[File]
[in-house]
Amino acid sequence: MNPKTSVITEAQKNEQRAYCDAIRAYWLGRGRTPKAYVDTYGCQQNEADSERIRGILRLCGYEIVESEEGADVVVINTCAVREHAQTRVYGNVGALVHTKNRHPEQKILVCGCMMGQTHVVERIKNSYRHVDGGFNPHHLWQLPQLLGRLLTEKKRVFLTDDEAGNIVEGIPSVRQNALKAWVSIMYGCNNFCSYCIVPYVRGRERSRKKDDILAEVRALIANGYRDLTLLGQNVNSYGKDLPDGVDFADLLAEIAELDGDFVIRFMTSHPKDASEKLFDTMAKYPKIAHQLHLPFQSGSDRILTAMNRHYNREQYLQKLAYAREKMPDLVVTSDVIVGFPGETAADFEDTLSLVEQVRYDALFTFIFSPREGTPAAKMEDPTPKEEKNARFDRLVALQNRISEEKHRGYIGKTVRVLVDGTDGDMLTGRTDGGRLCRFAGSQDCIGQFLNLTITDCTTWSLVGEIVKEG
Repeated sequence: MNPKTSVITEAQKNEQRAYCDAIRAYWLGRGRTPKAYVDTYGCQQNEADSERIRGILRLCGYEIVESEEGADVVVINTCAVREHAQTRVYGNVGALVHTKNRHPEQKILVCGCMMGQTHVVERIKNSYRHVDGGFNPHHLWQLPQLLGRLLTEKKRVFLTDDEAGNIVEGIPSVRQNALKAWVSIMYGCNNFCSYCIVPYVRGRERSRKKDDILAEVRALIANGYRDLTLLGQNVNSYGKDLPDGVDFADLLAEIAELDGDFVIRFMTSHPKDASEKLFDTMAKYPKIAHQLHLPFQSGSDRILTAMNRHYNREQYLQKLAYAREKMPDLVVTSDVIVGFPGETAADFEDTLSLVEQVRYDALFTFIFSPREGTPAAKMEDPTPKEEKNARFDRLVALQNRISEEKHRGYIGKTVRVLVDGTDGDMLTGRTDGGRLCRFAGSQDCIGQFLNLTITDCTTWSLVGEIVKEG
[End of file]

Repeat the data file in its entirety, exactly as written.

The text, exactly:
[in-house]
Amino acid sequence: MNPKTSVITEAQKNEQRAYCDAIRAYWLGRGRTPKAYVDTYGCQQNEADSERIRGILRLCGYEIVESEEGADVVVINTCAVREHAQTRVYGNVGALVHTKNRHPEQKILVCGCMMGQTHVVERIKNSYRHVDGGFNPHHLWQLPQLLGRLLTEKKRVFLTDDEAGNIVEGIPSVRQNALKAWVSIMYGCNNFCSYCIVPYVRGRERSRKKDDILAEVRALIANGYRDLTLLGQNVNSYGKDLPDGVDFADLLAEIAELDGDFVIRFMTSHPKDASEKLFDTMAKYPKIAHQLHLPFQSGSDRILTAMNRHYNREQYLQKLAYAREKMPDLVVTSDVIVGFPGETAADFEDTLSLVEQVRYDALFTFIFSPREGTPAAKMEDPTPKEEKNARFDRLVALQNRISEEKHRGYIGKTVRVLVDGTDGDMLTGRTDGGRLCRFAGSQDCIGQFLNLTITDCTTWSLVGEIVKEG
Repeated sequence: MNPKTSVITEAQKNEQRAYCDAIRAYWLGRGRTPKAYVDTYGCQQNEADSERIRGILRLCGYEIVESEEGADVVVINTCAVREHAQTRVYGNVGALVHTKNRHPEQKILVCGCMMGQTHVVERIKNSYRHVDGGFNPHHLWQLPQLLGRLLTEKKRVFLTDDEAGNIVEGIPSVRQNALKAWVSIMYGCNNFCSYCIVPYVRGRERSRKKDDILAEVRALIANGYRDLTLLGQNVNSYGKDLPDGVDFADLLAEIAELDGDFVIRFMTSHPKDASEKLFDTMAKYPKIAHQLHLPFQSGSDRILTAMNRHYNREQYLQKLAYAREKMPDLVVTSDVIVGFPGETAADFEDTLSLVEQVRYDALFTFIFSPREGTPAAKMEDPTPKEEKNARFDRLVALQNRISEEKHRGYIGKTVRVLVDGTDGDMLTGRTDGGRLCRFAGSQDCIGQFLNLTITDCTTWSLVGEIVKEG